Music can transform our lives…But in order for music to do that, I think the human soul has to be ready to sacrifice something, sacrifice a certain amount of our time; something of our attention, something of our active listening. Music’s not something which can just wash over us. It needs us to sacrifice something of ourselves to meet it…
How to cultivate this virtue—and I mean that as a habit of being—stands as the greatest challenge to emerge from Graham’s lament. Technology has yet to erase the metaphysical magic of live music-making—the kind we need in liturgy. Car stereos can’t touch humans with flesh and blood and instruments. Yet Graham can’t tell the difference, locating the “banal” in the organ but the “stirring live symphony” in the pickup truck. Thus the desensitization claims a victim. And the organ per se bears no culpability.
Not only must we—as musicians—cultivate a taste but also we must somehow cultivate the patience that sustains it. This is a doubly difficult program. Is it feasible? Yes. Is it remotely easy? No. But neither has Christian life ever enjoyed renown for its facility. I’d say we’re in the business of tall orders. Edification nags us eternally, confronting the demons of spiritual lethargy who always seem to say: “He told you that his kingdom is not of this world—be realistic!” What would our relationships, our morality, our politics look like with such thinking? In terms of music, we know the degree of our investment by its fruits. Many of them are ugly.
All told, Graham’s condemnation of the organ flows more from ignorance than malice. Rather than erecting expedient distinctions between “driven” and “drifted” Catholics I wish that she had distinguished between substance and style. Style’s the problem. Yet, she counsels full-fledged iconoclasm of Zwinglian proportions. That is the last thing my generation needs. It is the last thing liturgy needs.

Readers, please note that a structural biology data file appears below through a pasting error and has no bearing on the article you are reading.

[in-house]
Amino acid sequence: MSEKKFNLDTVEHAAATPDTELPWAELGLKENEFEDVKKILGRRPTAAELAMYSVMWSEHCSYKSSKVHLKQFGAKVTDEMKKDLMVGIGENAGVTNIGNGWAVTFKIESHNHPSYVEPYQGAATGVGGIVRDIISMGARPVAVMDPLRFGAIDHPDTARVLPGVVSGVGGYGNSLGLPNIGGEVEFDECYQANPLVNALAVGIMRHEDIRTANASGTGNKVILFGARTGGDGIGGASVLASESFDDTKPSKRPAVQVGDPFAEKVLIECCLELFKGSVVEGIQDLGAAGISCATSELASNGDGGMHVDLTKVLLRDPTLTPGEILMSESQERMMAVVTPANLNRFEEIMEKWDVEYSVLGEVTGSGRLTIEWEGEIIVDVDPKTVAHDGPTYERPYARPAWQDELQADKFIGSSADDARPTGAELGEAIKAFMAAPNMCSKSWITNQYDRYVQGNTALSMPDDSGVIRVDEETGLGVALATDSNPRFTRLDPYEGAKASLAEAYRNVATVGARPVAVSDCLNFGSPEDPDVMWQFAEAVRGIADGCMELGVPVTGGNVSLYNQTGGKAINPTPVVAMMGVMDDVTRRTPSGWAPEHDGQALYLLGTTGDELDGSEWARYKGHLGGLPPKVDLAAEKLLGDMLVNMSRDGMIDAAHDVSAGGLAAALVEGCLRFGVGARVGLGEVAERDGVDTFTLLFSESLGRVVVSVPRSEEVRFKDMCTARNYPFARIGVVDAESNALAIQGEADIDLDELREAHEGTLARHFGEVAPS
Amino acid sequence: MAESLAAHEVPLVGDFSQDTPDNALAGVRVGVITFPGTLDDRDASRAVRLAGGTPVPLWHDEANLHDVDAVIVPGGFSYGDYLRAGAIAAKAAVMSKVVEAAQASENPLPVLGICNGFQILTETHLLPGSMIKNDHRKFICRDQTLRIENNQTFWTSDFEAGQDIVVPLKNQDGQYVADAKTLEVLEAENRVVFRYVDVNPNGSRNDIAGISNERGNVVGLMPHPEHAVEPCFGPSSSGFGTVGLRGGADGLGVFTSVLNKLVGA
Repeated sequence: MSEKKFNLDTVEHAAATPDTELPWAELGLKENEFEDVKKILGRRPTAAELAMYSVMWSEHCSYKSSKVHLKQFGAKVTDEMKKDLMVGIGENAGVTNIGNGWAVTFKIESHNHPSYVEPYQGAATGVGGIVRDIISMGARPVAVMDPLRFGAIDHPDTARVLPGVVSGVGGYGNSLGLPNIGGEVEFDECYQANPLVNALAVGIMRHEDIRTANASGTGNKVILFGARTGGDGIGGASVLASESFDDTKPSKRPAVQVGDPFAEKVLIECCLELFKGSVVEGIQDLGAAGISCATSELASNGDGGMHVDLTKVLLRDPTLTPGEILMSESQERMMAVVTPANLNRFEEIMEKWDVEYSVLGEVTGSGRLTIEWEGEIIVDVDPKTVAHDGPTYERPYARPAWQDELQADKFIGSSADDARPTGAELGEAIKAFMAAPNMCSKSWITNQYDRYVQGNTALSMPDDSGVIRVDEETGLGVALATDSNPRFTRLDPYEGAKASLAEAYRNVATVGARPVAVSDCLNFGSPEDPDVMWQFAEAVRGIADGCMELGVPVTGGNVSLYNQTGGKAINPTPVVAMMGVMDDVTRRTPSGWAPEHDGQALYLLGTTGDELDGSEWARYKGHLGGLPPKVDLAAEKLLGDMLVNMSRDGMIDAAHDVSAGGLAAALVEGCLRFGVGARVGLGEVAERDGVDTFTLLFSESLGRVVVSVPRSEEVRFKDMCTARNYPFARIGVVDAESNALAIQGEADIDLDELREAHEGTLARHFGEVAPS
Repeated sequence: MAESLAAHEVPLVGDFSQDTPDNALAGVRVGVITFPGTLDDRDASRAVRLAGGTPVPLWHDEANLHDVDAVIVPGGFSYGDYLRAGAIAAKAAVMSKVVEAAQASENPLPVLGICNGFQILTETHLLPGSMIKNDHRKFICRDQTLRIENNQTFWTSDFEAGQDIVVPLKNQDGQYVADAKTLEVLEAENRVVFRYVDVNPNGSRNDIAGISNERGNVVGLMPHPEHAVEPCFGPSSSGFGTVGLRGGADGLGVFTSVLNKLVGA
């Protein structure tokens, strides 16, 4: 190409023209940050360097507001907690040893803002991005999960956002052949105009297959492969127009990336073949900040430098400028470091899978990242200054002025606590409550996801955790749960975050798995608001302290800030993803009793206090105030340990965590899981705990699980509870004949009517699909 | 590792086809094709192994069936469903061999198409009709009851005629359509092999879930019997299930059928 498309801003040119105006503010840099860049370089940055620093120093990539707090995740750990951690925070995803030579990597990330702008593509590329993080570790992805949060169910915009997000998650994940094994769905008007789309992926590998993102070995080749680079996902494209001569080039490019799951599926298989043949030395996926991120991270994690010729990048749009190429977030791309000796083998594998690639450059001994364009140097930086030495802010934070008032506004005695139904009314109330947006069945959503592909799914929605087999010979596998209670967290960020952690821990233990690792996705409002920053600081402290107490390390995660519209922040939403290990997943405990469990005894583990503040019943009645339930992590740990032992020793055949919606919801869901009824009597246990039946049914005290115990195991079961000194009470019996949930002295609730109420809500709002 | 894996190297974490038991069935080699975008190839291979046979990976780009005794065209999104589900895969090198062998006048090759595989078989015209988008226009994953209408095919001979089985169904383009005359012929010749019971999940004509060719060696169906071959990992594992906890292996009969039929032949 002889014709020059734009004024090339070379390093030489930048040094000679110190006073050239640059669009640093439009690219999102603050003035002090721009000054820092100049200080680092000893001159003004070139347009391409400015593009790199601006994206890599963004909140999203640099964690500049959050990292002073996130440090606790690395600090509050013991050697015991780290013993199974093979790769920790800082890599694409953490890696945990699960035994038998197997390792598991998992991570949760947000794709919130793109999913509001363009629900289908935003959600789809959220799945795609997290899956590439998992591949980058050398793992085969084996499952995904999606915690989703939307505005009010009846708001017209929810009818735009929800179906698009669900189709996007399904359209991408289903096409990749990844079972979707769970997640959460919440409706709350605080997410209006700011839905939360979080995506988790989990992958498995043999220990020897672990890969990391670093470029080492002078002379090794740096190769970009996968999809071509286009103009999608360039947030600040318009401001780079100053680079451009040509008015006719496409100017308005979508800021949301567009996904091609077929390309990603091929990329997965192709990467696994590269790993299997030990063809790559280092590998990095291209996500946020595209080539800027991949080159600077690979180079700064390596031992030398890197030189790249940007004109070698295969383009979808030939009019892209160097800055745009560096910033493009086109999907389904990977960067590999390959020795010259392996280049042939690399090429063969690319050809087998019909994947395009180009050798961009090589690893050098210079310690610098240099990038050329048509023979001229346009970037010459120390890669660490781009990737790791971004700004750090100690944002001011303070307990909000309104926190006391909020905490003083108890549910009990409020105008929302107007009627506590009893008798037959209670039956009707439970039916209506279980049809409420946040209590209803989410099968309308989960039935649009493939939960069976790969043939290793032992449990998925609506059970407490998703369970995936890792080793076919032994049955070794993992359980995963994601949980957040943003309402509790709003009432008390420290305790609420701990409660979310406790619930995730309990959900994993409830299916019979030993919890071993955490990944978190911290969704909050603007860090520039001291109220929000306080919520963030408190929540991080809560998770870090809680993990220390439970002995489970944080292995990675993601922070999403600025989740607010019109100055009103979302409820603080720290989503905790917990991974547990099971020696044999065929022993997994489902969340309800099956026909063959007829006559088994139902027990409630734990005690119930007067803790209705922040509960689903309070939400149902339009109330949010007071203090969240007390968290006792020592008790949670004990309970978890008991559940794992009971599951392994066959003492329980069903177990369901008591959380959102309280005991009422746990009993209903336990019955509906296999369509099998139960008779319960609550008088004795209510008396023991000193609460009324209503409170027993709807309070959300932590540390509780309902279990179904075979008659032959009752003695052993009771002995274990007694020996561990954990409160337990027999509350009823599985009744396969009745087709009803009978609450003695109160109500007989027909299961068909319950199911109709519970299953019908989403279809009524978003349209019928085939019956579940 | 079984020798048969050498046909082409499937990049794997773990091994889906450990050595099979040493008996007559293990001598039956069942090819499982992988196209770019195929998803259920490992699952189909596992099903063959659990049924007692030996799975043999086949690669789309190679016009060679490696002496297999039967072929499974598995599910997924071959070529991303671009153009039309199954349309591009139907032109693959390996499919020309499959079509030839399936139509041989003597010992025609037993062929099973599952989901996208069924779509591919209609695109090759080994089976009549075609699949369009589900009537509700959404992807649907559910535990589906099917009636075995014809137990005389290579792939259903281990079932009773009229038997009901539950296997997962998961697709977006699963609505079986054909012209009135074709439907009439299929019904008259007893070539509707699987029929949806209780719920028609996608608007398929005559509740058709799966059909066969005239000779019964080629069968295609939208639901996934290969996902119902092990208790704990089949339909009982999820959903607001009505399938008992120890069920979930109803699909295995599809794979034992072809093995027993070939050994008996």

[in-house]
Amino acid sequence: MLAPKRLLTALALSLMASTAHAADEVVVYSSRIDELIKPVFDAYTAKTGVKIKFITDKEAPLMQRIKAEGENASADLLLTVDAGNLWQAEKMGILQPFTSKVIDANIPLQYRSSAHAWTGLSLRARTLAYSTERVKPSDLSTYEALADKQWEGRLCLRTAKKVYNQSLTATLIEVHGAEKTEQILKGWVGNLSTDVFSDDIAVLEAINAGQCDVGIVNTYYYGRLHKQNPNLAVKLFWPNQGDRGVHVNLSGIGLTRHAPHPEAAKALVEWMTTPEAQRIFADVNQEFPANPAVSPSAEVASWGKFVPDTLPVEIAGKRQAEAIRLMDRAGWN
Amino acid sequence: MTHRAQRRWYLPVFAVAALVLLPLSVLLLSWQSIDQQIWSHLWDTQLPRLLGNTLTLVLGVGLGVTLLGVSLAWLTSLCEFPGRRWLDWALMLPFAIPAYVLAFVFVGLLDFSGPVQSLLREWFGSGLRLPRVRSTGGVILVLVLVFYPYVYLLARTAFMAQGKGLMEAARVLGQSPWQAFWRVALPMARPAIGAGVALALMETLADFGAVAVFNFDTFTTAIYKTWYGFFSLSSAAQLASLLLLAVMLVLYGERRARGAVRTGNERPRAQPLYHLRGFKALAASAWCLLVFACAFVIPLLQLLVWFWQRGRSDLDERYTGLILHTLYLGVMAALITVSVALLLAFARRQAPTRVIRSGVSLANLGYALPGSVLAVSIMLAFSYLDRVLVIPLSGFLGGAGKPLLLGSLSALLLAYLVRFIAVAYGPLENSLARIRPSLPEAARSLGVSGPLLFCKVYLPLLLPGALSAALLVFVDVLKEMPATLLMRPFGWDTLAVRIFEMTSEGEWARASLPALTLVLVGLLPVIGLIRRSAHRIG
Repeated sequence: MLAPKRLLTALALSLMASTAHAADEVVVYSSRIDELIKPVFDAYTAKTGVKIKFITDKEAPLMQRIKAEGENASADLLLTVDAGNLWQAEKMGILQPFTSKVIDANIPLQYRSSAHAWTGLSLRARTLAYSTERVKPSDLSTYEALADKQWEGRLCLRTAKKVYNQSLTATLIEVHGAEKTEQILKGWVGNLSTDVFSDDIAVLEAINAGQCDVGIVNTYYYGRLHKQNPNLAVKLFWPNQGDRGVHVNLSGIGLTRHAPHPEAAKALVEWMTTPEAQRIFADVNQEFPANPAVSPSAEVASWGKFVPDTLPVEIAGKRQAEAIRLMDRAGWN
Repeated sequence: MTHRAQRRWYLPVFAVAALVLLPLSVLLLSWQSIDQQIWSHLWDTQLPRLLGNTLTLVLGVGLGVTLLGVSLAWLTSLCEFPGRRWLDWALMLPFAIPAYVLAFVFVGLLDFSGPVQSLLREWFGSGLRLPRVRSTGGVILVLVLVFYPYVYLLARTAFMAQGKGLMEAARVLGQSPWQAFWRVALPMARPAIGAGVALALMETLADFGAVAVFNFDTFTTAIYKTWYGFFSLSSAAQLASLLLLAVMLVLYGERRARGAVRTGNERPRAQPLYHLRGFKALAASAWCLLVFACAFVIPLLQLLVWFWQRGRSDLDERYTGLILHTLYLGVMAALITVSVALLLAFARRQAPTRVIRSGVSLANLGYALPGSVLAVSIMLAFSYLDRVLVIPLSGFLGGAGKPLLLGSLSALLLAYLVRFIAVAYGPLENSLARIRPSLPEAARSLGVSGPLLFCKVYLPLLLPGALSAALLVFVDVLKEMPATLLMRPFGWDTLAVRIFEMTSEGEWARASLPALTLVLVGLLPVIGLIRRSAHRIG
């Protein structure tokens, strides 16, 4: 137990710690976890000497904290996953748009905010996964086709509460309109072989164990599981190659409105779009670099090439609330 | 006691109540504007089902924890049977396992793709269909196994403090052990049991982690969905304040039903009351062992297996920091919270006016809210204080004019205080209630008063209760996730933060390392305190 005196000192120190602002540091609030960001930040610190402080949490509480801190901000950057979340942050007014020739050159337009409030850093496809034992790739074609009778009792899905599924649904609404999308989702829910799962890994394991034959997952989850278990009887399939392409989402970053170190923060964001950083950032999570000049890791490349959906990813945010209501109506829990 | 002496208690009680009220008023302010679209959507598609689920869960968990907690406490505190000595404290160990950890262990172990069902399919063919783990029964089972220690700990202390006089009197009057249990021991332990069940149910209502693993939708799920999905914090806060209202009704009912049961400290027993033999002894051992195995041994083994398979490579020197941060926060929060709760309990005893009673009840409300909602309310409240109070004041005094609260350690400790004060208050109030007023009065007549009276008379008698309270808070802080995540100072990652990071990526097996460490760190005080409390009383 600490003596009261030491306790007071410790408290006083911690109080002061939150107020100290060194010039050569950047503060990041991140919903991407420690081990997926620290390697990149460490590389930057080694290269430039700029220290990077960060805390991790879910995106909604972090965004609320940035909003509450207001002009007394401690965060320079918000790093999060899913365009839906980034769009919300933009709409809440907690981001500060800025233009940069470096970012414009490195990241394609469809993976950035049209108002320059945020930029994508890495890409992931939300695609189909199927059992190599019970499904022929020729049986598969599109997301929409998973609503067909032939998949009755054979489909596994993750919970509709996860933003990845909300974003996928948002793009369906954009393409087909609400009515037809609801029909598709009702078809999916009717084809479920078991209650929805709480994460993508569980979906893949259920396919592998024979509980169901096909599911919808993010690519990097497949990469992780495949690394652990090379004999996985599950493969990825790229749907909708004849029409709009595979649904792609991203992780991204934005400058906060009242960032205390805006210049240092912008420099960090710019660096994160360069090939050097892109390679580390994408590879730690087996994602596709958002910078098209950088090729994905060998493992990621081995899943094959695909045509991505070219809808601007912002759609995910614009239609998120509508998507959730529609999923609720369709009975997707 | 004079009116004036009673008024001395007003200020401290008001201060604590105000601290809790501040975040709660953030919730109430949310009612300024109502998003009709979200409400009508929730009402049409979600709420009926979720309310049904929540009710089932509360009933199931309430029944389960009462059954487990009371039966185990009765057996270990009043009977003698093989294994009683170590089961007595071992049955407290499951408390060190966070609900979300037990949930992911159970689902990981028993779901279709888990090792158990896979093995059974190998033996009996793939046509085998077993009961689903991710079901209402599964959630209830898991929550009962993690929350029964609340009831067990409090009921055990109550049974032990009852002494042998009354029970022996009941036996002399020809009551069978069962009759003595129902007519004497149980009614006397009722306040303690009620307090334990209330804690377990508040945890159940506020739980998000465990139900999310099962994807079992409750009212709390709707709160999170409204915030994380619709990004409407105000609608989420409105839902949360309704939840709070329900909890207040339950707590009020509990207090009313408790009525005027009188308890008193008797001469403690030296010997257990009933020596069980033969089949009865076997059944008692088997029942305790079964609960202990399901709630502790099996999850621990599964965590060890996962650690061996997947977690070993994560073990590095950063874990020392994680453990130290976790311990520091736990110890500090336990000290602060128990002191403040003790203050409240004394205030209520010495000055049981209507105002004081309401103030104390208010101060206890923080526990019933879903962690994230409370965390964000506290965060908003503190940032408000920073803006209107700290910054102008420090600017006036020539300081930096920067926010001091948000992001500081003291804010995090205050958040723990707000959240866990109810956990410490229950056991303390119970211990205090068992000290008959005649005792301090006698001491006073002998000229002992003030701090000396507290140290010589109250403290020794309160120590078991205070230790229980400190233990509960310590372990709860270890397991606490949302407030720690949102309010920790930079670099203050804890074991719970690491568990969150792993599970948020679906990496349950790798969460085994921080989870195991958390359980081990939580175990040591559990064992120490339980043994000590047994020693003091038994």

Since the momentous events of Vatican II agonistic strains have surpassed the four walls of our parishes. Woodstock’s euphoria waned, the Cold War cooled, the machines networked, communities withered, and the towers fell. But we still worship. We are “mourning and weeping in this valley of tears” even as “we wait in joyful hope.” And we are starved for beauty—for authenticity—all the while. Within the Church, we’ve had bones to set (to borrow John Baldovin’s extension of the bodily metaphor): linguistic barriers, ecclesiological limitations, ecumenical stasis, gender gaps, a legacy of anti-Semitism, and a whole culture of clericalism—to name a few. The organ is not the problem and so canning it is not the answer. In fact, its capacity for beauty may help healing.
Kenneth Burke wrote that a human is “the symbol using, making, and mis-using animal.” Jennifer Graham tangled with a worthy symbol, however abused. Our work is cut out for us.
The opinions expressed in this post are those of the author and not necessarily those of Sacred Music at Notre Dame.
[Michael Emmerich, MSM ’12 is currently pursuing a D.M.A. in Church Music at the University of Kansas. He thanks colleague Laura Rau, MSM ’11 for taking dictation while he responsibly but quickly drove a state van down the interstate.]